For the second consecutive year, Kelly Johnson joined the Mets during the season and had some clutch moments as the team fought towards the playoffs.
Back in 2015, the Mets brought in Kelly Johnson, alongside Juan Uribe, as the first of a few key moves that propelled them to the National League pennant. They brought up Michael Conforto, (eventually) traded for Yoenis Cespedes, and the rest is history.
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Despite his success with the Mets, he took his son’s advice and re-signed with the Braves on a one-year contract last offseason. However, his return to Atlanta did not last long.
In 2016, with the Mets again struggling and looking for a spark, they tried to replicate their magic. Back in June, the Mets dealt Akeel Morris to Atlanta to bring back the veteran utility infielder. For the second straight season in orange and blue, Kelly Johnson had some clutch moments down the stretch helping the team reach the postseason.
If the last two partial seasons are any indication, the Mets and Kelly Johnson are a match made in heaven. Where does he fit in moving forward?
After a solid stint down the stretch with the Mets in 2015, Johnson’s return to the Braves was less than stellar.
He signed a one-year, $2 million contract with Atlanta in January of 2016, but his production dipped as a member of the rebuilding Braves. In 49 games with the Braves in 2016, Johnson hit just .215 and struck out 25 times, hitting just one home run and driving in 10 runs.
Then in June, the Mets returned to the well. They dealt then-23-year-old pitching prospect Akeel Morris to the Braves for Johnson to try build up some infield depth. Captain David Wright and Lucas Duda were both put on the shelf in late May, so the team needed to bring in some pieces to try and bolster infield productivity.
With the Mets in 2016, Johnson again proved to be quite valuable. In 201 plate appearances with the team, he hit .268 and drove in 24 runs while hitting nine homers. He came up extremely clutch in a few big moments for the Mets, including a pinch-hit go-ahead homer in Atlanta to break a scoreless tie in the 11th.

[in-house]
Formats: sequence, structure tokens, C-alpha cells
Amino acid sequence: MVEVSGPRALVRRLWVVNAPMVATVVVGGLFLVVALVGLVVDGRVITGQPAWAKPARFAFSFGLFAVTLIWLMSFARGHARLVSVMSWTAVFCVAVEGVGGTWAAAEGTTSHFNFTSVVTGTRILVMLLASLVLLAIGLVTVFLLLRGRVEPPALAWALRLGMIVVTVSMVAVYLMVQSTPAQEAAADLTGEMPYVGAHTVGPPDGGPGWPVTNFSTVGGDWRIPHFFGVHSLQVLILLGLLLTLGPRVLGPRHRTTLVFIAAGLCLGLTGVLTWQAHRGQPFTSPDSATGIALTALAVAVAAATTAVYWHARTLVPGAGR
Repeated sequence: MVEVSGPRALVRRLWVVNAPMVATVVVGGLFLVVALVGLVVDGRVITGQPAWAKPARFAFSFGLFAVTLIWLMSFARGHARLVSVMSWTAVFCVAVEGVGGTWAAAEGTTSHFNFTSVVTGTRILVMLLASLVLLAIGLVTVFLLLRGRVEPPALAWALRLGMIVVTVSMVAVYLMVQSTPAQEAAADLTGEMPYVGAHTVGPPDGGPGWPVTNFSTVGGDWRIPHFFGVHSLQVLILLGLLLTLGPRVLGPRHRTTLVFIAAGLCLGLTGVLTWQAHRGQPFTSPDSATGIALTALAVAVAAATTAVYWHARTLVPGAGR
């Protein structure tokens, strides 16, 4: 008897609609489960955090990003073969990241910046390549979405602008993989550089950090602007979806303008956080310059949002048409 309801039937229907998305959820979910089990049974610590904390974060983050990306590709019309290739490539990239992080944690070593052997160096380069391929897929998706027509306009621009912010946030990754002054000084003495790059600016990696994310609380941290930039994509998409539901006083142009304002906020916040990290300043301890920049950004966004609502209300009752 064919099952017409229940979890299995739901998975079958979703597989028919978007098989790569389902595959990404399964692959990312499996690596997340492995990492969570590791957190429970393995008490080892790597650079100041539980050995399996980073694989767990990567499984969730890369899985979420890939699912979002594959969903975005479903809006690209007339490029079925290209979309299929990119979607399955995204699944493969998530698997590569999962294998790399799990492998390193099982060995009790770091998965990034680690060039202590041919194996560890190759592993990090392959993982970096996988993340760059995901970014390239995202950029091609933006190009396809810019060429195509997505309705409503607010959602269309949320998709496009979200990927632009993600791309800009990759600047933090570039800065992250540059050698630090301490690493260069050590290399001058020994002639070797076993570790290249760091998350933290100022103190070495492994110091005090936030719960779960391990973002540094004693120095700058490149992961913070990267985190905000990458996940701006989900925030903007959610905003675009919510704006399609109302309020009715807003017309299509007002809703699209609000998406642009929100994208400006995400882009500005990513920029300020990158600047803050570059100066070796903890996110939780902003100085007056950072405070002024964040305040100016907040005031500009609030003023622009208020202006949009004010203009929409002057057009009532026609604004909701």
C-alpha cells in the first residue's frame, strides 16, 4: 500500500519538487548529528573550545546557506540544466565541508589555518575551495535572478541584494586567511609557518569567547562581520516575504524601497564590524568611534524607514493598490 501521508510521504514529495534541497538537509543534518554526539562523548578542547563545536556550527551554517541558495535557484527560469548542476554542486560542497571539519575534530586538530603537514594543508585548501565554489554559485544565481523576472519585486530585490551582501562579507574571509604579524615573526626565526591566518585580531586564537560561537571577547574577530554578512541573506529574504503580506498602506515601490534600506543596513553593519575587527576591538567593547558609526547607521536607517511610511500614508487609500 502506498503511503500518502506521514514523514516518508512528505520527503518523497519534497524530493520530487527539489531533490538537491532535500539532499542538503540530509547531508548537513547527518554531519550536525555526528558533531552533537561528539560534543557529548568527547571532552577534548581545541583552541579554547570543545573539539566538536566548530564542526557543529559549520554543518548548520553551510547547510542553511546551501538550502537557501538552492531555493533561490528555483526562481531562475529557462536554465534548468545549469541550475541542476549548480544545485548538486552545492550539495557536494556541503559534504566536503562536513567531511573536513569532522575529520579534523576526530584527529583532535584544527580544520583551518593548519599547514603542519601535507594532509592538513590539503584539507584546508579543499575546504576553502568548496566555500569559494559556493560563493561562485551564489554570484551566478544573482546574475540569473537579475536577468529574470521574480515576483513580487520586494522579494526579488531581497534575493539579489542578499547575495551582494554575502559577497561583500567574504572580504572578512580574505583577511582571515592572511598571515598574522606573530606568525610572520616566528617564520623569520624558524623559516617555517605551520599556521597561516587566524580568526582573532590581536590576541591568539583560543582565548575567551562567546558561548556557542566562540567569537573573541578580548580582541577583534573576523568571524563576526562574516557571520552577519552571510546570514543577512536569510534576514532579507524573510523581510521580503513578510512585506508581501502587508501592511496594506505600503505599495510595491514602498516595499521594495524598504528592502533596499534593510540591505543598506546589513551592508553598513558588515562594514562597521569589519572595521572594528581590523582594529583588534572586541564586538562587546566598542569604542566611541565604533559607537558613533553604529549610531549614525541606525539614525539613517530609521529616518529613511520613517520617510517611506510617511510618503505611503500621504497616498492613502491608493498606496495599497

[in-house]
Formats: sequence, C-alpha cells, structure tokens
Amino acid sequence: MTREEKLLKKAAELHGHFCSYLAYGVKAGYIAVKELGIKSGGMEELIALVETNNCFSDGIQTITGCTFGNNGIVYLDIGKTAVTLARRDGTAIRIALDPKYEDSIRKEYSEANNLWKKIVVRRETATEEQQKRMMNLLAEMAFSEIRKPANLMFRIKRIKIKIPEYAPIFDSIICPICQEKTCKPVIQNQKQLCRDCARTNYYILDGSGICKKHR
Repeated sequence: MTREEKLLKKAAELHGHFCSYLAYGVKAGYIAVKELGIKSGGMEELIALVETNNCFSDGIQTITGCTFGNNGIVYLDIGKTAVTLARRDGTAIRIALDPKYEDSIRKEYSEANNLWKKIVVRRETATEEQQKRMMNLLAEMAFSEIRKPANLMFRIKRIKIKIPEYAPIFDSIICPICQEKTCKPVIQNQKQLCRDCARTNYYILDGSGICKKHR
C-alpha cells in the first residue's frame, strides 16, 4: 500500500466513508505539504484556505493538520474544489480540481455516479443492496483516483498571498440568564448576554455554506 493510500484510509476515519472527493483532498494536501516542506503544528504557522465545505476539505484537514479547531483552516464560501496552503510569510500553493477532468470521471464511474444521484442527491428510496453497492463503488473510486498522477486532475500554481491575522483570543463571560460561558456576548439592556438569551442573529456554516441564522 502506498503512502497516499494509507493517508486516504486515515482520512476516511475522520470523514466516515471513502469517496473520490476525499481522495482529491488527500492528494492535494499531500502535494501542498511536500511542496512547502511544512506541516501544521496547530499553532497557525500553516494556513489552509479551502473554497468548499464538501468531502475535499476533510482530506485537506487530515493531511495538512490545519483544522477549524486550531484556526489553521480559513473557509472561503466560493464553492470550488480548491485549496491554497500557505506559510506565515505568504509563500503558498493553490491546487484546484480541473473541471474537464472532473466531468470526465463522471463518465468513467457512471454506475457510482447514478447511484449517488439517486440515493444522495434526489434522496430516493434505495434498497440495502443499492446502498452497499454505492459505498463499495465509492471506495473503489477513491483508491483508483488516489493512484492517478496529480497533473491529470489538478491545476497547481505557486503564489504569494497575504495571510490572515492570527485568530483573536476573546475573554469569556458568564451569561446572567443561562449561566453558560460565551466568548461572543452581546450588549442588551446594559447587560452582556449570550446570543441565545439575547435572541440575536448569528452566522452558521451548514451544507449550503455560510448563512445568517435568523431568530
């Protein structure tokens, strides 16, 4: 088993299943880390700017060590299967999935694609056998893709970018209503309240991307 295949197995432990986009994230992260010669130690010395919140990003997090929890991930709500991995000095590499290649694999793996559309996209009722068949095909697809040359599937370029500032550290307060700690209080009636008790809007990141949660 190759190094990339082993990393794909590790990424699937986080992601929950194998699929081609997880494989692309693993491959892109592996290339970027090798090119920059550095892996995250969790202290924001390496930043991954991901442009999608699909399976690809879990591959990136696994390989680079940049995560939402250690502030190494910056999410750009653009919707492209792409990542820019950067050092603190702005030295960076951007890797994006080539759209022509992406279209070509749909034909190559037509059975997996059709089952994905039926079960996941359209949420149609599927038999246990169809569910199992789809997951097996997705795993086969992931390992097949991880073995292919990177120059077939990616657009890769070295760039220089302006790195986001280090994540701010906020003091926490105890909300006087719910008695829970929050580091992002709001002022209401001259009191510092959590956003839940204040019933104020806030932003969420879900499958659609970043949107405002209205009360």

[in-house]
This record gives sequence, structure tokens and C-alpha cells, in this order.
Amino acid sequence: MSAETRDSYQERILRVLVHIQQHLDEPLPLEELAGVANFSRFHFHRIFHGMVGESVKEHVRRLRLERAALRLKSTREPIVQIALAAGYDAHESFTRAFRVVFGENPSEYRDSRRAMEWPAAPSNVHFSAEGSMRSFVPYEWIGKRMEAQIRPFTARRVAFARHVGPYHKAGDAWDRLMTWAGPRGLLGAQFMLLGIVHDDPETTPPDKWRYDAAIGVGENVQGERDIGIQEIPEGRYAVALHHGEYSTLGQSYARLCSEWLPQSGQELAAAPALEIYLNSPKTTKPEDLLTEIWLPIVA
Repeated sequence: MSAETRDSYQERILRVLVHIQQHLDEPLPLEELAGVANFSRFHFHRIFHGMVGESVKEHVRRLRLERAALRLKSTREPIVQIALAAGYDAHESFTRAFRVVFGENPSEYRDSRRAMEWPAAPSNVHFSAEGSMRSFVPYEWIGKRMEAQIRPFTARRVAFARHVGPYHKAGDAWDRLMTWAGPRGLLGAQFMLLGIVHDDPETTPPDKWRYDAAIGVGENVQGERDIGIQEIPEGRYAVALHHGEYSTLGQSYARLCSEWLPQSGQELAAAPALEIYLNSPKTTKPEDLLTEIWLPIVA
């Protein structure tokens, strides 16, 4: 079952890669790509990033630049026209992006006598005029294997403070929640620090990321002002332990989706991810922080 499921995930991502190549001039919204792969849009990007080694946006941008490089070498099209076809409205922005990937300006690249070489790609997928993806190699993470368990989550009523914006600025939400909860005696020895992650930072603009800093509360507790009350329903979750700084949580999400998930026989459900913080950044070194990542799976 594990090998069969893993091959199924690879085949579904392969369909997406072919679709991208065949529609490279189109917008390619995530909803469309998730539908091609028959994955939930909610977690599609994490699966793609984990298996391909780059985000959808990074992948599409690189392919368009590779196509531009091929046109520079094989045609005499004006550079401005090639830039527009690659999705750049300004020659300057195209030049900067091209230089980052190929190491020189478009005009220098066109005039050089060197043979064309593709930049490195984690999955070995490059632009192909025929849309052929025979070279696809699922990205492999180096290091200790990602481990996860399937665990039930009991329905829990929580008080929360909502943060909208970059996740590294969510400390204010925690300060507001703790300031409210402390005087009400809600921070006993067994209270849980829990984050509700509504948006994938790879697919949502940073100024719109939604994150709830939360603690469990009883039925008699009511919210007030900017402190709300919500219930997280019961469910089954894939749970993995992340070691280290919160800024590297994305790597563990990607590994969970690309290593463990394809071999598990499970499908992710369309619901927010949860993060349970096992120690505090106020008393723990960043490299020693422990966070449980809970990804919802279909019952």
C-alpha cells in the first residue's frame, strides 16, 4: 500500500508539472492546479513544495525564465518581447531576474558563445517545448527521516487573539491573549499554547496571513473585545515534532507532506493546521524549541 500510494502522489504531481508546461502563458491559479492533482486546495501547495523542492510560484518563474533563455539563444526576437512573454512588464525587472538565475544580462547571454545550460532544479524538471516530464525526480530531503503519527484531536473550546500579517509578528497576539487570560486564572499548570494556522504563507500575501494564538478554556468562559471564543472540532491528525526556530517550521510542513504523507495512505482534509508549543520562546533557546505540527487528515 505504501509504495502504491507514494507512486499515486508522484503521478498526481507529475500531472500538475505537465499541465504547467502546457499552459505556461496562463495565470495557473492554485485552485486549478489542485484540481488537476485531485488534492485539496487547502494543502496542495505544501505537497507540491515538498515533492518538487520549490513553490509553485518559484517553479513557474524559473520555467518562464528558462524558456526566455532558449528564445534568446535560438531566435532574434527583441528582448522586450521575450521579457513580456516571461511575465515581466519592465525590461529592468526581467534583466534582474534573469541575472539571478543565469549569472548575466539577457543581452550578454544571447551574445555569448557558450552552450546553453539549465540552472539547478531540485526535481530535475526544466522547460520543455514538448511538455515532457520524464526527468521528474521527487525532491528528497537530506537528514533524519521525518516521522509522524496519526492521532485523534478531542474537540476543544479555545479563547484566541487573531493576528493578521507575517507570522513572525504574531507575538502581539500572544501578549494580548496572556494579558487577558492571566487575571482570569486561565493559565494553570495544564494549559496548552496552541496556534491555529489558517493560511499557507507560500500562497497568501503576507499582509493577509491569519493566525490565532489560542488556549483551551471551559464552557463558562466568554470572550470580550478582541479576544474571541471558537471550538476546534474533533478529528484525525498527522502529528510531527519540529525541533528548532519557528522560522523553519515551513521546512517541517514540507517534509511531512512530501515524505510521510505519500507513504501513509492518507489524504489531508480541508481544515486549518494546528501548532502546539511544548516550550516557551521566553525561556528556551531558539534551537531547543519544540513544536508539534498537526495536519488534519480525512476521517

Another big moment came late in August at Citi Field. With the Mets and Marlins still jockeying for position in the NL Wild Card standings, Johnson broke a 2-2 tie against Miami with a bases-clearing double in the 8th inning to propel the Mets to a big victory.
Coming off the bench and filling in where needed, Johnson showed again in 2016 that he is a solid player who can come up in a big spot.
No offense to Kelly Johnson, who has been a good major leaguer for a long time, but at age 34 it is unlikely that there is anything he can really improve on. He is a career .251 hitter who will likely hit around there, wherever he ends up, with some occasional pop.
Defensively, he will continue to be adequate wherever he is placed, which for the Mets in 2016 included third base, second base, left field, and even a smattering of first base. In terms of improvement, at least for the Mets’ purposes, Johnson becoming more comfortable at first would be ideal since there is some uncertainty surrounding the health of Lucas Duda.
I wouldn’t bank on Kelly Johnson having any sort of extended first base playing time with the Mets (or anywhere) in 2017, but you never know. As for major improvements for Kelly Johnson moving forward, I wouldn’t bank on many. At age 34, he is what he is.
At the moment, the Mets’ infield is a bit crowded. The team seems to think David Wright will play a large role for the club in 2017, which would be tremendous. However, coming off two injury-plagued seasons, plenty of people have their doubts.
While there are only so many spots to go around and a lot of them are seemingly already filled, I do think there is a role for Johnson on the 2017 Mets. First and foremost, there will be injuries. Wright and Duda both have problems staying healthy. Walker is coming off back surgery. Cabrera is 31 and not getting any younger.
Johnson has proven to be a versatile defender and a solid cog in successful lineups, so adding that kind of depth would only make the roster stronger. In a perfect world, everyone would stay healthy and the Mets could move on from Johnson without a second thought, but that is clearly not the case.
Depth is always a good thing, and Johnson has shown the Mets in back-to-back years that he provides just that.
After signing a one-year contract with the Braves last offseason and then ending up back in Flushing, Kelly Johnson became a free agent at the conclusion of the 2016 season.
Johnson’s recent career has been a series of one-year deals, so it isn’t difficult to imagine him signing another one for the 2017 season. It would be wise of the Mets to offer Johnson a similar deal to what the Braves gave him last year, but there are some other holes on the roster that should be prioritized — mainly the bullpen and the crowded outfield.
Johnson has played on eight different teams in his career, including the Braves, Mets, Diamondbacks, and every single team in the American League East. History would indicate that bouncing to another team isn’t necessarily a big deal to Johnson, but it would be nice to see him back on the Mets next season. Plus signing him now would only cost money, not the mid-level prospects that they’ve given up the past two seasons.
Last offseason, he and his family indicated they were comfortable with him playing in Atlanta, but maybe there is a team out there looking to guarantee him some more playing time. Wherever he ends up, Kelly Johnson will most likely continue his solid career in 2017.